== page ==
Robin Holder: Public Artist

Michele Cohen, Ph.D.

Just as the New Deal expanded opportunities for women and African American artists and brought regional artists to national prominence, the civil rights movement brought still further visibility to African American and Latino artists, especially in art for the New York City public schools. With the civil rights movement came the decentralization of the City's school system and a more overt assertion of cultural identity, best illustrated in the collection of artworks commissioned for Bedford-Stuyvesant's new Boys and Girls High School.15

Holder remembers this time:

The era when I was a teenager and young adult was pregnant with conflict, expectation, re-identification, passion for cultural expression. There were the: anti war, women's lib, integration, psychedelic drugs, eastern, interest in Eastern religion, black power, non violent, Black Muslim movements. It was very charged, saturated and exciting. People were involved in expressing and defining themselves, reclaiming the truth about history and demanding justice.16

In 1963, the same year as the March on Washington, planning started for the school that was to replace Brooklyn's Boys High School. This large new high school designed by Max O. Urbahn Associates for a site off Fulton Avenue in Bedford-Stuyvesant, part of the Fulton Park Urban Renewal Area, was to provide 4,500 seats, extensive athletic fields, an auditorium and be fully equipped for training in academic and vocational subjects. Also included in the program was the unprecedented provision for artwork by nine African American artists, a response to community pressure and the architect's own progressive impulse. Martin Stein, the lead architect, recognized that the public art for this school had to be closely tied to the community and responsive to political issues of the time, so following discussion with the community, he reserved the approximately $120,000 allocated for art to commission work by a group of African American artists.17 Clearly there was a sense that the community should represent itself, rather than be represented by an outsider. Until this project, Charles Alston had been the only African American artist to receive a commission for a public school mural, which he completed in 1964 for P.S. 154 in Harlem. Fittingly, Alston served on the Art Commission that reviewed the designs for Boys and Girls High School.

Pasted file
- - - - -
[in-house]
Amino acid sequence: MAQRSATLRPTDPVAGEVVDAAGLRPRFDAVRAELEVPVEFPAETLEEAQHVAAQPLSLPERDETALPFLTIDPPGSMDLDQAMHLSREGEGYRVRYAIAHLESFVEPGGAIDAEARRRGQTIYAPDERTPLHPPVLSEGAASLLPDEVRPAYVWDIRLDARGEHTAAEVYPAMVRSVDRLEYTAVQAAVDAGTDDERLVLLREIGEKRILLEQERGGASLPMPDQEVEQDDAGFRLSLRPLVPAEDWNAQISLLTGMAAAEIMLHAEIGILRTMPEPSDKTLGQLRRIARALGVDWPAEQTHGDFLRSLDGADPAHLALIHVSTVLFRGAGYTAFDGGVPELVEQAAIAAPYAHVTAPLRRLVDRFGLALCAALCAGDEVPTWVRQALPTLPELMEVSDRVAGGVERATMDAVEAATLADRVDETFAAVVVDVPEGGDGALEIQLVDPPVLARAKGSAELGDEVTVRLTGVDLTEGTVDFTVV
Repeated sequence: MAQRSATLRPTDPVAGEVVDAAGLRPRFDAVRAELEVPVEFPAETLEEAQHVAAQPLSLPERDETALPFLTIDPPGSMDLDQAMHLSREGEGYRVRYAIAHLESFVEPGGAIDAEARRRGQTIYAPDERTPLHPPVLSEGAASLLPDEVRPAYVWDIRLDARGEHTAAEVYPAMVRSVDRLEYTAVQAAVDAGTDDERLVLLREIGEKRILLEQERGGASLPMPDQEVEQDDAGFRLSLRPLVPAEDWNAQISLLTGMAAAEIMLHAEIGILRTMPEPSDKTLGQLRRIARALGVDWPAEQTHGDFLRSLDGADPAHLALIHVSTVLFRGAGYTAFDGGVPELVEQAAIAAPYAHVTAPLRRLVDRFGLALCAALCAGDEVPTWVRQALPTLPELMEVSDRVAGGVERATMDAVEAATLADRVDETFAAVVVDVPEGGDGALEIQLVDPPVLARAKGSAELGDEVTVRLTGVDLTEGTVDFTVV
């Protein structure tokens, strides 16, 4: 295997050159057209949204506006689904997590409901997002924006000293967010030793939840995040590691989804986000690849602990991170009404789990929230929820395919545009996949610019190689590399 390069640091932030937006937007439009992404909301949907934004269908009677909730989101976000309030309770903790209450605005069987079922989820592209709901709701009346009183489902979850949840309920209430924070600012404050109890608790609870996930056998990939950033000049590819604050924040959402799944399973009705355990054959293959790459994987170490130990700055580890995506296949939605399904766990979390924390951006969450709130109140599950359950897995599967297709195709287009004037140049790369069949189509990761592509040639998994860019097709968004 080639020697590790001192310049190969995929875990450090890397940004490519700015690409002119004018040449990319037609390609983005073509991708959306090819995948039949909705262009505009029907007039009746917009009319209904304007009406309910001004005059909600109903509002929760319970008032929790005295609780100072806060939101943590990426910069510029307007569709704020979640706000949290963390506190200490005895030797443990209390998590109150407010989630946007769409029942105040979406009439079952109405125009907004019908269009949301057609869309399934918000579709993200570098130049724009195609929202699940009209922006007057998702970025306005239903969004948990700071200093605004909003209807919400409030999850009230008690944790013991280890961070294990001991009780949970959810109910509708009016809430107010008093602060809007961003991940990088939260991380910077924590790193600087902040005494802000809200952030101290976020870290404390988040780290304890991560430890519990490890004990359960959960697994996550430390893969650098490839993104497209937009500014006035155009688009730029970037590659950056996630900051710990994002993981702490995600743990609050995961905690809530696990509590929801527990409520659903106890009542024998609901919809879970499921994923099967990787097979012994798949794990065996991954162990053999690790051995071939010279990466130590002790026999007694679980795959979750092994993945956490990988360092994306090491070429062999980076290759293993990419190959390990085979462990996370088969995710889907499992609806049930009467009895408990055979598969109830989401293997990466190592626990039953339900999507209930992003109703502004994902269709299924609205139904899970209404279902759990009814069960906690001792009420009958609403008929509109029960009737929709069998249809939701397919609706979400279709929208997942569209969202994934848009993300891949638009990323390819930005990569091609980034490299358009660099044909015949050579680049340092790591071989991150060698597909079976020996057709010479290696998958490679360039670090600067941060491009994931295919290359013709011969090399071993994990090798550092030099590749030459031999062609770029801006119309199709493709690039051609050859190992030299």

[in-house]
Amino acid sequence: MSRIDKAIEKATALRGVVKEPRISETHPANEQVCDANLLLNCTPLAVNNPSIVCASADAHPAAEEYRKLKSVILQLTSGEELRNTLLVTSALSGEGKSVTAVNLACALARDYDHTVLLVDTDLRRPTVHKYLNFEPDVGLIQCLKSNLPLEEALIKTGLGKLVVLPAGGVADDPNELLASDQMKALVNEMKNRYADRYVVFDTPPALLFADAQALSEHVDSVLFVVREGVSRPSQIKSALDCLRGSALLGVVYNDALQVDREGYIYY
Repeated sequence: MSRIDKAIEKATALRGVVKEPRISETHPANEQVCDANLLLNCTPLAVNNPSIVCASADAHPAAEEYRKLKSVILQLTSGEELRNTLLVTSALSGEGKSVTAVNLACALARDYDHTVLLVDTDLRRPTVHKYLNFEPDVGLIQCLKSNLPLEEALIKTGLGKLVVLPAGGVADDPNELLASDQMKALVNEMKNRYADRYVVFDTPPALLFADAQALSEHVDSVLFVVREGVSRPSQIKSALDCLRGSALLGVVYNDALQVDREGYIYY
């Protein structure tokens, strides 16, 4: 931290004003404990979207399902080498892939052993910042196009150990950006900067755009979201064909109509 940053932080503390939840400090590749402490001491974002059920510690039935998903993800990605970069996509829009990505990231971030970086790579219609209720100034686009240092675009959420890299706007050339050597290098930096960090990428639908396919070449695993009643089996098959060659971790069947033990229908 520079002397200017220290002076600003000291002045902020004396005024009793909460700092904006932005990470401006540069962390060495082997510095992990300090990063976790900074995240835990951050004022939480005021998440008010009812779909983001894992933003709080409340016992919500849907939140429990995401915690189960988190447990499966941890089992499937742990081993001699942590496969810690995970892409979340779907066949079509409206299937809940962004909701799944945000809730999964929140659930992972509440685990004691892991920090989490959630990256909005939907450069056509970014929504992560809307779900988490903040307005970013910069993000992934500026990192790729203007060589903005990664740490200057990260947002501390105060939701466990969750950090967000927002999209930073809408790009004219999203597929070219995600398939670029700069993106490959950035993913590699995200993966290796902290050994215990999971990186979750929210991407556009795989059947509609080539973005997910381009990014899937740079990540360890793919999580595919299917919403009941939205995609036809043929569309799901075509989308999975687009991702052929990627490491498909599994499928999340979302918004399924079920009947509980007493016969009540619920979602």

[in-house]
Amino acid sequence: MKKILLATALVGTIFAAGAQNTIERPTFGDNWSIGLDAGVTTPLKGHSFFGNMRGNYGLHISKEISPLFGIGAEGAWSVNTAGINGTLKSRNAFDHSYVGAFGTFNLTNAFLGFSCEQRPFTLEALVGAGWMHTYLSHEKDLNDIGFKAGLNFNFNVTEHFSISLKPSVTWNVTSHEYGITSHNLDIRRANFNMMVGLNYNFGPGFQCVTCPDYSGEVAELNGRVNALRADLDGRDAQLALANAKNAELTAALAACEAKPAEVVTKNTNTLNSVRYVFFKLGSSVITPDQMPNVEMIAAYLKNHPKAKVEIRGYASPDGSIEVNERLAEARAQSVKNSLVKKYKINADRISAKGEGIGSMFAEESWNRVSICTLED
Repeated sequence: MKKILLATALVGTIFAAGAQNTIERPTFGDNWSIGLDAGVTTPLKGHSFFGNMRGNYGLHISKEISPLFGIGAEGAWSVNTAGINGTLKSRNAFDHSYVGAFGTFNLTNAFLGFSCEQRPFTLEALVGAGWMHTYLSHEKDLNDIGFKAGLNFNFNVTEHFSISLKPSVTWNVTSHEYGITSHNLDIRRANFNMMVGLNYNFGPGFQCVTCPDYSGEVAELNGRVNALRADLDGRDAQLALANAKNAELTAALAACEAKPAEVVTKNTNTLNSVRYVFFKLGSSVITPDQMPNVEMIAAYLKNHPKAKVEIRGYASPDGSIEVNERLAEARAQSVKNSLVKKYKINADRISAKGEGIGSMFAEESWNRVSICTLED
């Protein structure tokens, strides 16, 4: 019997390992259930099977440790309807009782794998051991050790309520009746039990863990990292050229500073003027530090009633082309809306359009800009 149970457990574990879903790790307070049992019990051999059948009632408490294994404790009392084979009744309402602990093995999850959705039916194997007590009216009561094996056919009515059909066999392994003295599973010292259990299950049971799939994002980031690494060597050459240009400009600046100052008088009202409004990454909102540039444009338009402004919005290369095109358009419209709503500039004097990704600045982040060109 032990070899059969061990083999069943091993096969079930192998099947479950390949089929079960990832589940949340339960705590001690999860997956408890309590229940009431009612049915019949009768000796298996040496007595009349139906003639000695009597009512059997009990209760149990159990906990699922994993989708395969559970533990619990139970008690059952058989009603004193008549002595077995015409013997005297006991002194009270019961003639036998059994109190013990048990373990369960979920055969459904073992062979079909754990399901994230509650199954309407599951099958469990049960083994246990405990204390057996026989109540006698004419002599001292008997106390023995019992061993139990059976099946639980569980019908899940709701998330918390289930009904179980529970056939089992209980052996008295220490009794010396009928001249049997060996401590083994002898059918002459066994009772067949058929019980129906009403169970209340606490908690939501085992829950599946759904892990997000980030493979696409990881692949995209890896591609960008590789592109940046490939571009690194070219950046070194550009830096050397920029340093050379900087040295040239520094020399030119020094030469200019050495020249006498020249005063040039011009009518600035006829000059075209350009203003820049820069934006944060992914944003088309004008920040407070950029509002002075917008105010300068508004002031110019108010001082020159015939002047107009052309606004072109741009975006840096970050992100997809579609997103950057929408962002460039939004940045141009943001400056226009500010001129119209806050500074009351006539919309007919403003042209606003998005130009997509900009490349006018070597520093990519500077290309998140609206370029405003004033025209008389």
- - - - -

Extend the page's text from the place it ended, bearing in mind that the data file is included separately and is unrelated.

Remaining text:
To facilitate the selection of artists and assist in the coordination of the project, painter Ernest Crichlow became the art consultant and lead artist. A lifelong resident of Brooklyn, well-known painter, book illustrator, educator, and community activist, Crichlow had a history of supporting other African American artists, founding with Romare Bearden and Norman Lewis the Cinque Gallery in 1969 to provide exhibition opportunities for younger black artists. Holder recalls learning about the gallery from Richard Mayhew when she was at the Art Students League and her early aspiration to exhibit there.18 Once the locations and scope of the commissions had been determined, Crichlow assembled an impressive group of artists, representing different generations and aesthetic philosophies. They included sculptors and painters practicing a range of figuration and abstraction, artists new to public art and public art veterans, artists engaged in the dialogue about "black art," and artists engaged in the debates of modern art. The final product is a stunning display of some of the best work produced by African American artists at that time.

The artists were painters Norman Lewis, Eldzier Cortor, Vincent Smith, Fern Stanford, and Crichlow himself and sculptors Edward Wilson, Chris Shelton, Todd Williams, and Camille Billops. In undertaking the project, the artists formed a corporation under the name Fulton Concepts, Inc., following a then current trend of black artists uniting around various concerns. Between 1963 and 1971 several groups emerged, including Spiral Group, Africobra, Black Emergency Cultural Coalition [BECC], Women Students and Artists for Black Liberation [WSABAL], and Where We At Black Women Artists.19 For the commissions at Boys and Girls High School, there were practical benefits. By forming a group, the nine artists were able to pool the costs of legal fees and insurance and coordinate a unified look in the installation.